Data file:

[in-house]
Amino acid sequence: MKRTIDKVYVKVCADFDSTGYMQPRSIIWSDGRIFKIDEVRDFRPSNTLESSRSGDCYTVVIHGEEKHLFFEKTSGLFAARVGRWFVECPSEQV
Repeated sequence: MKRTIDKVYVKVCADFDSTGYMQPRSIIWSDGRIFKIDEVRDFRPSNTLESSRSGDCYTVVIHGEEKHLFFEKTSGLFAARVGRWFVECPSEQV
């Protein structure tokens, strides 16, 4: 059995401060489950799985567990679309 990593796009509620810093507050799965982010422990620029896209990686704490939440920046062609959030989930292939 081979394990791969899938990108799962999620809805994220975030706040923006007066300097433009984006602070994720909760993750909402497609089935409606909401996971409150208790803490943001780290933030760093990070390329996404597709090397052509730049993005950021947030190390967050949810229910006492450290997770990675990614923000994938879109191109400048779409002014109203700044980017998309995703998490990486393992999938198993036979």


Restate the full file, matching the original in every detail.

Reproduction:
[in-house]
Amino acid sequence: MKRTIDKVYVKVCADFDSTGYMQPRSIIWSDGRIFKIDEVRDFRPSNTLESSRSGDCYTVVIHGEEKHLFFEKTSGLFAARVGRWFVECPSEQV
Repeated sequence: MKRTIDKVYVKVCADFDSTGYMQPRSIIWSDGRIFKIDEVRDFRPSNTLESSRSGDCYTVVIHGEEKHLFFEKTSGLFAARVGRWFVECPSEQV
């Protein structure tokens, strides 16, 4: 059995401060489950799985567990679309 990593796009509620810093507050799965982010422990620029896209990686704490939440920046062609959030989930292939 081979394990791969899938990108799962999620809805994220975030706040923006007066300097433009984006602070994720909760993750909402497609089935409606909401996971409150208790803490943001780290933030760093990070390329996404597709090397052509730049993005950021947030190390967050949810229910006492450290997770990675990614923000994938879109191109400048779409002014109203700044980017998309995703998490990486393992999938198993036979």